Scientists from the University of Kentucky and the University of Louisville have determined that an inexpensive semiconductor material can be “tweaked” to generate hydrogen from water using sunlight.
Using state-of-the-art theoretical computations, the UK-UofL team demonstrated that an alloy formed by a 2 percent substitution of antimony (Sb) in gallium nitride (GaN) has the right electrical properties to enable solar light energy to split water molecules into hydrogen and oxygen, a process known as photoelectrochemical (PEC) water splitting. When the alloy is immersed in water and exposed to sunlight, the chemical bond between the hydrogen and oxygen molecules in water is broken. The hydrogen can then be collected.
Physical Review Letters B – Visible-light absorption and large band-gap bowing of GaN1−xSbx from first principles
“Previous research on PEC has focused on complex materials,” Menon said. “We decided to go against the conventional wisdom and start with some easy-to-produce materials, even if they lacked the right arrangement of electrons to meet PEC criteria. Our goal was to see if a minimal ‘tweaking’ of the electronic arrangement in these materials would accomplish the desired results.”
Gallium nitride is a semiconductor that has been in widespread use to make bright-light LEDs since the 1990s. Antimony is a metalloid element that has been in increased demand in recent years for applications in microelectronics. The GaN-Sb alloy is the first simple, easy-to-produce material to be considered a candidate for PEC water splitting. The alloy functions as a catalyst in the PEC reaction, meaning that it is not consumed and may be reused indefinitely. UofL and UK researchers are currently working toward producing the alloy and testing its ability to convert solar energy to hydrogen.
Hydrogen has long been touted as a likely key component in the transition to cleaner energy sources. It can be used in fuel cells to generate electricity, burned to produce heat, and utilized in internal-combustion engines to power vehicles. When combusted, hydrogen combines with oxygen to form water vapor as its only waste product. Hydrogen also has wide-ranging applications in science and industry.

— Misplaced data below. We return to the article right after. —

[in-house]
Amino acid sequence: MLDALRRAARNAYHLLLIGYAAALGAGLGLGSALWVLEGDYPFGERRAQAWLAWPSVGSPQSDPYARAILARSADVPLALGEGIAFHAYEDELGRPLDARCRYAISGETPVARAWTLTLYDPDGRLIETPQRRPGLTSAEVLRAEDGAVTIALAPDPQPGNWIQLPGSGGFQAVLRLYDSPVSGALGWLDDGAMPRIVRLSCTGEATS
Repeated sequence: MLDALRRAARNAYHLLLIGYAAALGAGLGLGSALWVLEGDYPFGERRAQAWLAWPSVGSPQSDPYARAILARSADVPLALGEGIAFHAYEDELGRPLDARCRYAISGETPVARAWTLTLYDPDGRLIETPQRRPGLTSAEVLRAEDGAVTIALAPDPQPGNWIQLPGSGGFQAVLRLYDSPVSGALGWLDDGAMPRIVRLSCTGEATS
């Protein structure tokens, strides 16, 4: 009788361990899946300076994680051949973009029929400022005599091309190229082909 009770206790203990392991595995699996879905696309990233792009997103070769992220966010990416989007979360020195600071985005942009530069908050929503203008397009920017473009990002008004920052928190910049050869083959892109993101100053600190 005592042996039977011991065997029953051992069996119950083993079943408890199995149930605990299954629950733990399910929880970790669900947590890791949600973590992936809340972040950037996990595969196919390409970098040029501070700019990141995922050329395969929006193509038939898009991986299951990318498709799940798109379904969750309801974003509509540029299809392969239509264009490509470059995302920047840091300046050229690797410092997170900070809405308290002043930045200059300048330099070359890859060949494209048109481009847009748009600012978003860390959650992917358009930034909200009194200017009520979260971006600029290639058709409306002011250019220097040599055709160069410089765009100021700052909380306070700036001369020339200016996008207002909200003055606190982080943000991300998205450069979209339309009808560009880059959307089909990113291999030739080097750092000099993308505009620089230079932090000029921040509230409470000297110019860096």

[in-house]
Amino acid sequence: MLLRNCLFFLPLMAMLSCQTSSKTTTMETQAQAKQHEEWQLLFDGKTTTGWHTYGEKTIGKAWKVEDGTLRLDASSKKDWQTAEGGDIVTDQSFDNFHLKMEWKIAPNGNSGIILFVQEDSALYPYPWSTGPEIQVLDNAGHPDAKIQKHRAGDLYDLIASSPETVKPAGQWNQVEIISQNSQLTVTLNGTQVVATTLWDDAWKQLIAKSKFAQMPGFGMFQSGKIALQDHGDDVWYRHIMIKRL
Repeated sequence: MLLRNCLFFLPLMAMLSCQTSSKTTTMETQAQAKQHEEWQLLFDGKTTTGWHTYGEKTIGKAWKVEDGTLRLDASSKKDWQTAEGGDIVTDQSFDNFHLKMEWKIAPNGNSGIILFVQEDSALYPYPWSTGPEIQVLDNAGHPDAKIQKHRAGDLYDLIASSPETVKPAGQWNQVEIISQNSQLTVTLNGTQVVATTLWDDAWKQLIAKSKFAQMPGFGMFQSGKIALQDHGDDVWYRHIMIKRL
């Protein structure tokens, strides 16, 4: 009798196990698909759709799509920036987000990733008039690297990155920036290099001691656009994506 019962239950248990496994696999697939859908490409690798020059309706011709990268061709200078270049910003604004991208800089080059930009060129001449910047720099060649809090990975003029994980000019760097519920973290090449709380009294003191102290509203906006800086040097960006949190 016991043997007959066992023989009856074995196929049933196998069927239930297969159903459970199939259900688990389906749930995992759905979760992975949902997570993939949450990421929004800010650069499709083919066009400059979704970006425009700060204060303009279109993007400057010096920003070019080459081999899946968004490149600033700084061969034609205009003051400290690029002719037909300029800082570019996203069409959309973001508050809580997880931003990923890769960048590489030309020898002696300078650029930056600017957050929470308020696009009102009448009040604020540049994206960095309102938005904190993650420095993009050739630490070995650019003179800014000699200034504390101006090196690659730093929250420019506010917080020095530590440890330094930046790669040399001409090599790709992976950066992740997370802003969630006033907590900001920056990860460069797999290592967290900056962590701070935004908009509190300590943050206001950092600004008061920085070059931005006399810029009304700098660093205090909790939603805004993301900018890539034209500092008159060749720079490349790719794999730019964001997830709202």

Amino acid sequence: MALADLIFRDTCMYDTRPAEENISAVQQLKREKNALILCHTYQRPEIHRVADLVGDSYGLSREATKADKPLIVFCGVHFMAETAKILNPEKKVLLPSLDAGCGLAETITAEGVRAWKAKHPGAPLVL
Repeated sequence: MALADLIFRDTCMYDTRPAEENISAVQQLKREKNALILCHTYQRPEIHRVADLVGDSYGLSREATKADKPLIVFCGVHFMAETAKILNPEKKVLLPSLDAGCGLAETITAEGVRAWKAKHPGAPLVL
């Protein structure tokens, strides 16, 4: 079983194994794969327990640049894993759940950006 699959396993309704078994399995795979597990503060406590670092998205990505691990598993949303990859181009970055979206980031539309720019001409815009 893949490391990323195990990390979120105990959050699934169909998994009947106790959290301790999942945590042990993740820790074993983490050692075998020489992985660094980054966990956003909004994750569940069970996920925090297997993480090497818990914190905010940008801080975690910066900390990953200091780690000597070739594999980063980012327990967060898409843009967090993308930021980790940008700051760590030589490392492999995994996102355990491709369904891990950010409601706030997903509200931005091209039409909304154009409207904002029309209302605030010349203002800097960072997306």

Because pure hydrogen gas is not found in free abundance on Earth, it must be manufactured by unlocking it from other compounds. Thus, hydrogen is not considered an energy source, but rather an “energy carrier.” Currently, it takes a large amount of electricity to generate hydrogen by water splitting. As a consequence, most of the hydrogen manufactured today is derived from non-renewable sources such as coal and natural gas.
Sunkara says the GaN-Sb alloy has the potential to convert solar energy into an economical, carbon-free source for hydrogen.
“Hydrogen production now involves a large amount of CO2 emissions,” Sunkara said. “Once this alloy material is widely available, it could conceivably be used to make zero-emissions fuel for powering homes and cars and to heat homes.”
Applicability of the Ga(Sbx)N1−x alloys for practical realization of photoelectrochemical water splitting is investigated using first-principles density functional theory incorporating the local density approximation and generalized gradient approximation plus the Hubbard U parameter formalism. Our calculations reveal that a relatively small concentration of Sb impurities is sufficient to achieve a significant narrowing of the band gap, enabling absorption of visible light. Theoretical results predict that Ga(Sbx)N1−x alloys with 2-eV band gaps straddle the potential window at moderate to low pH values, thus indicating that dilute Ga(Sbx)N1−x alloys could be potential candidates for splitting water under visible light irradiation.
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